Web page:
Paranoia or Preparation // Learning Bleeding Control

, Paranoia or Preparation // Learning Bleeding Control

In some situations, you actually are the help until the help arrives. Let that sink in. Read that again. It’s up to you to help. When I hear accounts of people bleeding out because no one knew what to do or had supplies; it makes me even more determined to be even more prepared.

, Paranoia or Preparation // Learning Bleeding Control

Setting a Good Example of Preparation

The inspiration for the plan to have equipment and training began when I
took a defensive shooting course with Rob Pincus, an author, trainer, and Intuitive Defensive Shooting instructor. I took a firearms and self-defense
training course.

One of the first things he did in the class was to toss a small package onto
the ground between the students and the targets. He told us what was in it, and to not move it.

It was an IFAK – Individual First Aid Kit – with four items; tourniquet, gauze, bandages, and a clotting agent. That got my shooting partner and myself thinking – we are prepared in so many other areas of our lives, so this also was an appropriate time for preparation. Accidents happen.

We learned that many range officers actually carry a similar kit on their
ankle every day. Just. In. Case. No one plans to have an accident; it’s how we
prepare for one that can make an enormous difference.

, Paranoia or Preparation // Learning Bleeding Control

Taking Avoiding Actions and Accepting Responsibility

As a sailboat captain, I’m familiar with the maritime law that says if there
was a collision, there was a chance of collision, and if you had a collision,
then you should have taken avoiding actions.

After a collision, you cannot report to a maritime judge that there was no chance of collision. If there was no chance, it could not have happened.

Applying this chain of events to my high school classroom, it means now I
cannot ignore that we actually do have guns in the school.

There is a chance of injury, and if there is a chance, I feel we have a duty to take action – be prepared, and be trained.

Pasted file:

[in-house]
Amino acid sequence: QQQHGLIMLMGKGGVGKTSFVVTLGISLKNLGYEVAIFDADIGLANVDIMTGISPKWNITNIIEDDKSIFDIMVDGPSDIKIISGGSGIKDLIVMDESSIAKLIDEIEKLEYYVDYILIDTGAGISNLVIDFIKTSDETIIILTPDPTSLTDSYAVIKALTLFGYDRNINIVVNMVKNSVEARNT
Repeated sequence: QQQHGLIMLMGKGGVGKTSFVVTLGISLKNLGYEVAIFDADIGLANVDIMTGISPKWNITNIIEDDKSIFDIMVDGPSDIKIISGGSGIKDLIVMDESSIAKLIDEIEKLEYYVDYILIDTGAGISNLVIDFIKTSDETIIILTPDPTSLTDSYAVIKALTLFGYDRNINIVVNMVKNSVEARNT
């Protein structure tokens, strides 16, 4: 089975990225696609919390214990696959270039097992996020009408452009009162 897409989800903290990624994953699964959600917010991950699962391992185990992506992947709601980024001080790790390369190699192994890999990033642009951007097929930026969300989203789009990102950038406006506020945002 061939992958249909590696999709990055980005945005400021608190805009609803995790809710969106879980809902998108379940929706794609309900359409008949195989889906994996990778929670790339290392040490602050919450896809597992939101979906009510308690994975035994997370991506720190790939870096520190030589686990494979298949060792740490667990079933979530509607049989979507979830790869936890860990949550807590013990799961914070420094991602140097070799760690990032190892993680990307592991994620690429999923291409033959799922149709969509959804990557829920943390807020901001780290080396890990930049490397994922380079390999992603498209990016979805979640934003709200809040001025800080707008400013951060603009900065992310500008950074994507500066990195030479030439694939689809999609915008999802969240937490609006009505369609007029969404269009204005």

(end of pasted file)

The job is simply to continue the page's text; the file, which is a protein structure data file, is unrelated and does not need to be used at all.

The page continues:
, Paranoia or Preparation // Learning Bleeding Control

Setting Learning Goals

As with any endeavor, I want to learn thoroughly when there’s a skill in which I’m expected to, or want to, participate.

Once our school district enacted a Guardian Program last summer that included school administrators carrying firearms on campus, I brought a bleeding control kit to school for my classroom.

Although I had the kit, I had no more than my annual First Aid and CPR training. Since I knew that was not enough, I needed a jump-start to get going on training.

, Paranoia or Preparation // Learning Bleeding Control

How We Chose Professional Training

My boyfriend Bill had been taking emergency preparedness courses online, ordering and reading books, and researching quality training. Like me, if he is interested in something, he dives in, seeks details, consults subject matter experts, and is incredibly thorough in his efforts.

He found Crisis Medicine, and for the next month, worked on completing the online course from the sofa.

I not only heard blow-by-blow details of the class, I could even hear the entire course from my studio as I wrote about sailing, cycling, SCUBA diving and sunscreen. The voice of Dr. Mike Shertz drifted through the house, presenting ballistics, tourniquets, wound wrapping, and more.